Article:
After quite a lot of time working on creative writing we transitioned back to academic writing. At this point Truffaut was 14. We dragged out Writing With Skill again and worked through the whole book. Again it was tedious and frustrating, but we stuck through it even when we didn’t want to. When he finished the book we celebrated. It was a major accomplishment, and I could see he was more confident in his academic writing than ever before.
I followed Writing With Skill up with The Lively Art of Writing, which is a very helpful and affordable book on writing. In addition Tru took an online class at Bravewriter to cement everything he had learned up to that point. After this he began taking more and more online classes, and he has gone on to become a very proficient writer who knows how to put an essay together, write a strong thesis, analyze various materials, cite sources, and write a conclusion. If you were to read some of his essays today you would never think that he once struggled to even get a single sentence down on paper.
As for his creative writing Truffaut just completed a short horror story called The Radio Man that “explores the fragility of the human psyche in relation to traumatic memories of the past.” He is currently working on the editing process on this story (an area we have just started to tackle) and then he hopes to write more short stories which format he really enjoys at the moment.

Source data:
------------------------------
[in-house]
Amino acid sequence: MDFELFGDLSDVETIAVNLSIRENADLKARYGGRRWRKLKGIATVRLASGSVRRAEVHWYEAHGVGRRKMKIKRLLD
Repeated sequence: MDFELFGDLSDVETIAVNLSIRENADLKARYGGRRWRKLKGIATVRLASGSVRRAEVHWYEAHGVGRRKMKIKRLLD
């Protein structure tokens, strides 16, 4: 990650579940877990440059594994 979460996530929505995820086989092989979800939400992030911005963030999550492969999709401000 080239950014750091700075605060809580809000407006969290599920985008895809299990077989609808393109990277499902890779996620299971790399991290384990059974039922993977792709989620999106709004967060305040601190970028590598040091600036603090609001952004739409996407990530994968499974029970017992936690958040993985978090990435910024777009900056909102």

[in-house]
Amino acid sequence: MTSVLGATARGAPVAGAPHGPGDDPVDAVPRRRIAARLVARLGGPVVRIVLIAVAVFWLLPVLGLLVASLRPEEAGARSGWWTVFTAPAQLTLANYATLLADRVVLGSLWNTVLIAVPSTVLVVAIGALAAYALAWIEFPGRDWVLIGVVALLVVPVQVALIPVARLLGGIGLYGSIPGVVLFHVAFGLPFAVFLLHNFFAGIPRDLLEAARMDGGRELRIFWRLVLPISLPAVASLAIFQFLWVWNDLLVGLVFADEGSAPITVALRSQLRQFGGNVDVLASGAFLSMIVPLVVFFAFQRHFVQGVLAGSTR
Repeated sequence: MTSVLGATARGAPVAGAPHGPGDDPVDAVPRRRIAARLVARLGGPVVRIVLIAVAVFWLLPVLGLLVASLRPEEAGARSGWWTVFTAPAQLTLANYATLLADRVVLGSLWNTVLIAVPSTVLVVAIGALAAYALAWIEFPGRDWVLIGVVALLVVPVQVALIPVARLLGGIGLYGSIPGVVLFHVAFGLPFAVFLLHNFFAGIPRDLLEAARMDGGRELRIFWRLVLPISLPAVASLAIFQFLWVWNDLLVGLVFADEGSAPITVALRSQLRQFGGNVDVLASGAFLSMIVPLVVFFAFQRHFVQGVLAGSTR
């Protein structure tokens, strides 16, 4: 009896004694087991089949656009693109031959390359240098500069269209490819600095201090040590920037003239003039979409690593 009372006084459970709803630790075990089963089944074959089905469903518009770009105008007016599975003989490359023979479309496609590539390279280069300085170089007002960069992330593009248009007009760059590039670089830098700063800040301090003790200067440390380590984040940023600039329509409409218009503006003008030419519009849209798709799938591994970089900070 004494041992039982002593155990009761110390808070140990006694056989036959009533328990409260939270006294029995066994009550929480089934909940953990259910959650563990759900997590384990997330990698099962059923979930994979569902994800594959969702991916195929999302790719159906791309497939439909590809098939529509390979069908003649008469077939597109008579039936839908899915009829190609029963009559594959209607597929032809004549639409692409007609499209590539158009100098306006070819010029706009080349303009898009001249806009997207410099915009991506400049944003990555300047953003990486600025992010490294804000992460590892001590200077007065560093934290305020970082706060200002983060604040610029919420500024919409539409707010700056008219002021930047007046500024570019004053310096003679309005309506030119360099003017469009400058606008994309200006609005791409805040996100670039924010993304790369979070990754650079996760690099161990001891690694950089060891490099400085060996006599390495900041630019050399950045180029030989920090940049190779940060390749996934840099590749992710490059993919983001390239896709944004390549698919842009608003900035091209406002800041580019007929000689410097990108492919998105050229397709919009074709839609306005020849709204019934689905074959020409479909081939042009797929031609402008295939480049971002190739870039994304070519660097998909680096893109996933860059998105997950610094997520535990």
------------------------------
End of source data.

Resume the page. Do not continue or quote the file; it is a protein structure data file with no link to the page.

He has also begun thinking about majoring in writing in college. It is one of a few different majors he is pondering at the moment. When he came to me to discuss this I was slightly shocked. I pondered how far he has come over these past few years, how much frustration he had overcome, and how many times he and I both felt that we couldn’t do this. I am writing to tell all those who have struggling writers you can do this. It takes time and you have to find the right programs (including ones that are fun to do) but it will happen. Naturally, with practice and determination, your struggling writer will one day discover their own abilities, their own voice.
This article was originally published at SEA: An Eclectic Approach to Becoming a Writer